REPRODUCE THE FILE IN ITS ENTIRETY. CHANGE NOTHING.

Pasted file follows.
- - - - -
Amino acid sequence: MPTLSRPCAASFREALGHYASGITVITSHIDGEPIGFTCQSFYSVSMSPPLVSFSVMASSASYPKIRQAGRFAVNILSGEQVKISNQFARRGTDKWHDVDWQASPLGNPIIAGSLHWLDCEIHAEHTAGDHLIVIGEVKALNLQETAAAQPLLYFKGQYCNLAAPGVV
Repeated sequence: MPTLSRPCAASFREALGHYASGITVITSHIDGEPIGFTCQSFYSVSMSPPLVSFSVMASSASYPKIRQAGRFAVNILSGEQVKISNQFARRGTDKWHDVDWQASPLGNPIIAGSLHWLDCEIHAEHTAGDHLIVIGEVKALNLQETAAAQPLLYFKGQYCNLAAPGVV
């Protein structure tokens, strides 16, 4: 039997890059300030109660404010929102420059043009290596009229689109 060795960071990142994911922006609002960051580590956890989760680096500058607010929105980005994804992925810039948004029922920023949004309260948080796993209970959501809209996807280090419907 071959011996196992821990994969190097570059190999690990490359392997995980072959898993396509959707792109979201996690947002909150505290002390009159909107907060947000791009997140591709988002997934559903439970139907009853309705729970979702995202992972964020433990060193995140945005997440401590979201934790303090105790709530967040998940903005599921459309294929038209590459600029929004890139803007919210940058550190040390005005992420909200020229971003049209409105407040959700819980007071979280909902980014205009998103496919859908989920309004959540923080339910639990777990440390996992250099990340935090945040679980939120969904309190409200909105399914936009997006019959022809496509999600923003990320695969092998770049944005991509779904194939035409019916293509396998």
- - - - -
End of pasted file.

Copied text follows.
Amino acid sequence: MPTLSRPCAASFREALGHYASGITVITSHIDGEPIGFTCQSFYSVSMSPPLVSFSVMASSASYPKIRQAGRFAVNILSGEQVKISNQFARRGTDKWHDVDWQASPLGNPIIAGSLHWLDCEIHAEHTAGDHLIVIGEVKALNLQETAAAQPLLYFKGQYCNLAAPGVV
Repeated sequence: MPTLSRPCAASFREALGHYASGITVITSHIDGEPIGFTCQSFYSVSMSPPLVSFSVMASSASYPKIRQAGRFAVNILSGEQVKISNQFARRGTDKWHDVDWQASPLGNPIIAGSLHWLDCEIHAEHTAGDHLIVIGEVKALNLQETAAAQPLLYFKGQYCNLAAPGVV
């Protein structure tokens, strides 16, 4: 039997890059300030109660404010929102420059043009290596009229689109 060795960071990142994911922006609002960051580590956890989760680096500058607010929105980005994804992925810039948004029922920023949004309260948080796993209970959501809209996807280090419907 071959011996196992821990994969190097570059190999690990490359392997995980072959898993396509959707792109979201996690947002909150505290002390009159909107907060947000791009997140591709988002997934559903439970139907009853309705729970979702995202992972964020433990060193995140945005997440401590979201934790303090105790709530967040998940903005599921459309294929038209590459600029929004890139803007919210940058550190040390005005992420909200020229971003049209409105407040959700819980007071979280909902980014205009998103496919859908989920309004959540923080339910639990777990440390996992250099990340935090945040679980939120969904309190409200909105399914936009997006019959022809496509999600923003990320695969092998770049944005991509779904194939035409019916293509396998």